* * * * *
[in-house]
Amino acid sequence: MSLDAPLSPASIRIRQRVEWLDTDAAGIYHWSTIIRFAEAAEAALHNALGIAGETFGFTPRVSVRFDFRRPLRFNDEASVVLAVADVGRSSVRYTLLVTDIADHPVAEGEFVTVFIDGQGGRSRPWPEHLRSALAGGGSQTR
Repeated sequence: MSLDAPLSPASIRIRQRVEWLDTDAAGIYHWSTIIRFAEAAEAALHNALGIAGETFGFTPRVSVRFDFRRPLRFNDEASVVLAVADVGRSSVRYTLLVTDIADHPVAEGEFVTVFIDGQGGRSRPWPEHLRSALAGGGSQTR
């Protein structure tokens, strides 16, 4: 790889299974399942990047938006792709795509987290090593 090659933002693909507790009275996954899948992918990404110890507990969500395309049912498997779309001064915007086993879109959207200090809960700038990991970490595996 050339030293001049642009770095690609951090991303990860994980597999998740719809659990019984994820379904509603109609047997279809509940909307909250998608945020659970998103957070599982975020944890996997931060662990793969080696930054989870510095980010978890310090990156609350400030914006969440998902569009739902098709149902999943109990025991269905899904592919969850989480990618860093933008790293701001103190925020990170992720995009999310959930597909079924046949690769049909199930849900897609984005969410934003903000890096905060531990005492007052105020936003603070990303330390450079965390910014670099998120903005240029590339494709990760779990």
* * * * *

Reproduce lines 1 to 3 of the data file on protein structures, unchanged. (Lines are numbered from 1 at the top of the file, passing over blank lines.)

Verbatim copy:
[in-house]
Amino acid sequence: MSLDAPLSPASIRIRQRVEWLDTDAAGIYHWSTIIRFAEAAEAALHNALGIAGETFGFTPRVSVRFDFRRPLRFNDEASVVLAVADVGRSSVRYTLLVTDIADHPVAEGEFVTVFIDGQGGRSRPWPEHLRSALAGGGSQTR
Repeated sequence: MSLDAPLSPASIRIRQRVEWLDTDAAGIYHWSTIIRFAEAAEAALHNALGIAGETFGFTPRVSVRFDFRRPLRFNDEASVVLAVADVGRSSVRYTLLVTDIADHPVAEGEFVTVFIDGQGGRSRPWPEHLRSALAGGGSQTR